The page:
Most Recent Graduates Now Have Jobs
A government study released last Tuesday shows that most of the graduates who entered the labor force within the past few years (2008 being the earliest graduation date included as a point of study) have found jobs. According to the study, most recent college graduates (85%) have a full-time job, 8% work multiple part-time jobs and only 6.7% are unemployed or looking for work. These numbers are very encouraging for educators everywhere, showing that past changes in the curriculum from the years 2004 onward have been very good for students. The report included 17,000 recent graduates.
New research now suggests that attaining higher education (college and post-grad degrees) usually pays off for graduates. This debunks the more popular notion that gaining an education has little or no bearing on whether or not an individual is able to attain a job. This previous conception stemmed from Census and Labor Data released in 2012 by the Associated Press saying that half of recent college graduates under 25 were unemployed. This study was released by the AP, citing researchers at Northeastern University, Drexel University and the Economy Policy Institute.
The recent study also took this data into consideration, saying that the previous study may have failed to mention that in general, recent college graduates always have a 2% lower employment rate than other graduates because they are still inexperienced. Considering this base variable allows researchers to see the truth behind fresh graduate employment statistics.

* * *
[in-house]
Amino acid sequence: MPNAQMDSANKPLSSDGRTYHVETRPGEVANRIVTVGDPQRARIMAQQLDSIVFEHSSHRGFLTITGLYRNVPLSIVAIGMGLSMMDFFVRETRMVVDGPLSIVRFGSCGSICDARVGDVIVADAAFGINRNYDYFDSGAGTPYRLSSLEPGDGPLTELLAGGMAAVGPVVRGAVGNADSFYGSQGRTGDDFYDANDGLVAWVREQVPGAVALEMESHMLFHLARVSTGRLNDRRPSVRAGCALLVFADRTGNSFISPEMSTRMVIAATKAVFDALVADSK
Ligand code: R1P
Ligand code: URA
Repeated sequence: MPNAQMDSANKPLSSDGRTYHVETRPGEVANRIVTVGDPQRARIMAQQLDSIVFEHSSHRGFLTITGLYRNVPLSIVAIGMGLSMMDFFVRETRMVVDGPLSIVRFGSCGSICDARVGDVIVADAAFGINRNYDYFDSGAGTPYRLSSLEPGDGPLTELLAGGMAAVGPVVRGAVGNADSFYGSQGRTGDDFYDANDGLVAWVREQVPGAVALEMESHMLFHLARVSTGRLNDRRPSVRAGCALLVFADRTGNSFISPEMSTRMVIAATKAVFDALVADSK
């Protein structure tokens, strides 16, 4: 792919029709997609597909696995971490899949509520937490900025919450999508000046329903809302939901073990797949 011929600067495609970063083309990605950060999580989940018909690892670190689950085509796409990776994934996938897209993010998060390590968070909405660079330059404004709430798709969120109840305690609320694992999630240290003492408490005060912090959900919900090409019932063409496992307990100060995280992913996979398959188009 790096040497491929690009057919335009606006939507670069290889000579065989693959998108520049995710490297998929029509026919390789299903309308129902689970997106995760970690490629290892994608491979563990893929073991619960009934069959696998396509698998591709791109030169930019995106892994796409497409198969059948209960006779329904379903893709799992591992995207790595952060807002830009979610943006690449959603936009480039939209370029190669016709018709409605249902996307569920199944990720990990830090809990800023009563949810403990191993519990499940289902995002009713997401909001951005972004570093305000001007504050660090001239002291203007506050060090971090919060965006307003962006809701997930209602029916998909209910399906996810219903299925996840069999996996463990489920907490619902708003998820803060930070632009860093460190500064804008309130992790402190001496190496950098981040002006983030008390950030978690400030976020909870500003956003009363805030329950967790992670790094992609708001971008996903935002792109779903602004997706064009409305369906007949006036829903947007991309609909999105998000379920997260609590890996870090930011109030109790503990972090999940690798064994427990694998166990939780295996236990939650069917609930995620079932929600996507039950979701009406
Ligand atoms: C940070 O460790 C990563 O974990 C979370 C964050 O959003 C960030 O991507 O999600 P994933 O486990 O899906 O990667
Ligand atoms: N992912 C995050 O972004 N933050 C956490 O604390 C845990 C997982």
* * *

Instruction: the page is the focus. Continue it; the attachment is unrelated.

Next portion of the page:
In a 2014 analysis for the New York Federal Reserve, Jaison R. Abel, Richard Deitz and Yaqin Su say that the data released which sensationalizes unemployment rates is over-hyped. They report that the phenomena of there being a certain part of the market that is unemployed is one that cannot be ascribed to a single recession or event: sometimes, the individual plays a very big role in whether or not he/she is able to land a good job.
For example, no visible pattern was seen with regard to the income and course correlation of the individuals. This shows that student initiative, grades and performance have more to do with landing a job than a broad general truth as suggested by the study released by the AP.
Furthermore, the study stresses that most of the graduates who were interviewed and who participated in the research effort didn’t mention whether or not their current jobs were linked to what major they took up. This further supports the evidence which questions whether or not the STEM course classifications are as important as most education officials suggest. Instead, researchers stress that the attainment of a college degree seems to have bearing on employment because it’s able to ensure employers of something that is beyond just what or how much the graduates know: it also shows them that the individual is able to follow through with tasks and finish what they started.
Researchers as that this study be considered when coming up with possible new policies and programs to help supplement the current educational system. Throughout the years 2004 to 2011, a lot of changes were made to the college education curriculum which supported holistic development: teaching students from across different majors classes in other disciplines while focusing on their major subjects.
Critics site that one of the weaknesses of the recently conducted study was that it only studied employment and not how long students were able to keep their jobs, the effects of student loan debts and whether or not they were satisfied with their income—moreso, whether or not they had additional help from family members.